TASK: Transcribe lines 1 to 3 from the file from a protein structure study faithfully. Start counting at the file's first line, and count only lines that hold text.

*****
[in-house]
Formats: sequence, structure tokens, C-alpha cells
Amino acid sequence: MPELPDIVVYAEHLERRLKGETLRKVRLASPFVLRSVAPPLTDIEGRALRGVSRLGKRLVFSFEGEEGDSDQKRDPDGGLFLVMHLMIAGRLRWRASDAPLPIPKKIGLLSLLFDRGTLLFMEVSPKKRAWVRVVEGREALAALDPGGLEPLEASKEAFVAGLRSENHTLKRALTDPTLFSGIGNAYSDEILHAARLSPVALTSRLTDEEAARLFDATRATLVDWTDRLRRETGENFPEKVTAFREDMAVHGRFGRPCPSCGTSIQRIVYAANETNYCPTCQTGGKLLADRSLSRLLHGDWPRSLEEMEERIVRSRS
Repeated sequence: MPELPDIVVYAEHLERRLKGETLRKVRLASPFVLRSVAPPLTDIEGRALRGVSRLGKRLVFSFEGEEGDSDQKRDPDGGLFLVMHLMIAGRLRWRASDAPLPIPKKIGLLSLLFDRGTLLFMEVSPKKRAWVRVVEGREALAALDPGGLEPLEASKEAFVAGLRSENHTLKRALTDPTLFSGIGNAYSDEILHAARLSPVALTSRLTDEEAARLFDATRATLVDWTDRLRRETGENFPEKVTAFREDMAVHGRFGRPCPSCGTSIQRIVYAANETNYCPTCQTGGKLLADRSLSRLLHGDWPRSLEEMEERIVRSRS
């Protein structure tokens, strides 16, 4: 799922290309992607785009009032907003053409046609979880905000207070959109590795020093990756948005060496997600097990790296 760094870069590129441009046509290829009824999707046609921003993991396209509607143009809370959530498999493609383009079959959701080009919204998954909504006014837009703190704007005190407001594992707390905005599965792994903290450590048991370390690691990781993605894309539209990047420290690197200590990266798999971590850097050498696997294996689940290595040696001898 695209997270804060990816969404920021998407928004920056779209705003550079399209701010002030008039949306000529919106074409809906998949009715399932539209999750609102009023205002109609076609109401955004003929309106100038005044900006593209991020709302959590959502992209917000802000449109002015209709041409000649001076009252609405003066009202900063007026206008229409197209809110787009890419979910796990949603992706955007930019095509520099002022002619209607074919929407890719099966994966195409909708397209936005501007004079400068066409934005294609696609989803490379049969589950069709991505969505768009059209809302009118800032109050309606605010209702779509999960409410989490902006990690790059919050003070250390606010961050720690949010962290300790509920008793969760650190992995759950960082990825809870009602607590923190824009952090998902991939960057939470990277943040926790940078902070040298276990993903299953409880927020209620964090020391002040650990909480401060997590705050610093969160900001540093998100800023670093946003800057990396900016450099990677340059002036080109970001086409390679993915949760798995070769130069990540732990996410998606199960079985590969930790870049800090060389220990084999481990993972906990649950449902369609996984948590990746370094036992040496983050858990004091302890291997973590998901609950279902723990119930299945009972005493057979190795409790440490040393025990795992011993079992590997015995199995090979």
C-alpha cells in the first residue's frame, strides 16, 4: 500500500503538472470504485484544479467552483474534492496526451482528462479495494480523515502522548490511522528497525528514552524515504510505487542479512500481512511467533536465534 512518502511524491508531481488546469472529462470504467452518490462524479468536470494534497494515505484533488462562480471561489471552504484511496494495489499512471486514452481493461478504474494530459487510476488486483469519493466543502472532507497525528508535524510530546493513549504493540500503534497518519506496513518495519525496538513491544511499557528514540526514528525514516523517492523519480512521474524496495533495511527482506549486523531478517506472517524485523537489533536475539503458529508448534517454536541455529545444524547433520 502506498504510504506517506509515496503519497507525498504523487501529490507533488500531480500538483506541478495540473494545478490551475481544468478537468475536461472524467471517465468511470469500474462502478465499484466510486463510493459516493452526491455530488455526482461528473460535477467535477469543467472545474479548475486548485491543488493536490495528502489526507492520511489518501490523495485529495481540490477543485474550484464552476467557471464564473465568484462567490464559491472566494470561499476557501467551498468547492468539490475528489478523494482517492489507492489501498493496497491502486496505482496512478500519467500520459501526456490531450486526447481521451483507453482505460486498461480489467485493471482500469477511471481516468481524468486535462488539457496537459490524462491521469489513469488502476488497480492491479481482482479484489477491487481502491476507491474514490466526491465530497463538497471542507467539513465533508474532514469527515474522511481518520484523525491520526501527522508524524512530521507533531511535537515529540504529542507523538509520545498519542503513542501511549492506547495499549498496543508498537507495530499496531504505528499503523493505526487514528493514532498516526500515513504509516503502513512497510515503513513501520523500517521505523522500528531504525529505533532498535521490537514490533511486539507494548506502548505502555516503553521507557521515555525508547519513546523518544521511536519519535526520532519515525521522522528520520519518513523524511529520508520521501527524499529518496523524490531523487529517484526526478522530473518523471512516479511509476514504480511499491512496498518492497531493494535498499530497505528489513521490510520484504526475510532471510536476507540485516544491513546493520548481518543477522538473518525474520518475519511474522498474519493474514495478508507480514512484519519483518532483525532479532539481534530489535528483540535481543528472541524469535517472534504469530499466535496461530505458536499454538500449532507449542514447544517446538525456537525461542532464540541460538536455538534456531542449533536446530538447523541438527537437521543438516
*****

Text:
[in-house]
Formats: sequence, structure tokens, C-alpha cells
Amino acid sequence: MPELPDIVVYAEHLERRLKGETLRKVRLASPFVLRSVAPPLTDIEGRALRGVSRLGKRLVFSFEGEEGDSDQKRDPDGGLFLVMHLMIAGRLRWRASDAPLPIPKKIGLLSLLFDRGTLLFMEVSPKKRAWVRVVEGREALAALDPGGLEPLEASKEAFVAGLRSENHTLKRALTDPTLFSGIGNAYSDEILHAARLSPVALTSRLTDEEAARLFDATRATLVDWTDRLRRETGENFPEKVTAFREDMAVHGRFGRPCPSCGTSIQRIVYAANETNYCPTCQTGGKLLADRSLSRLLHGDWPRSLEEMEERIVRSRS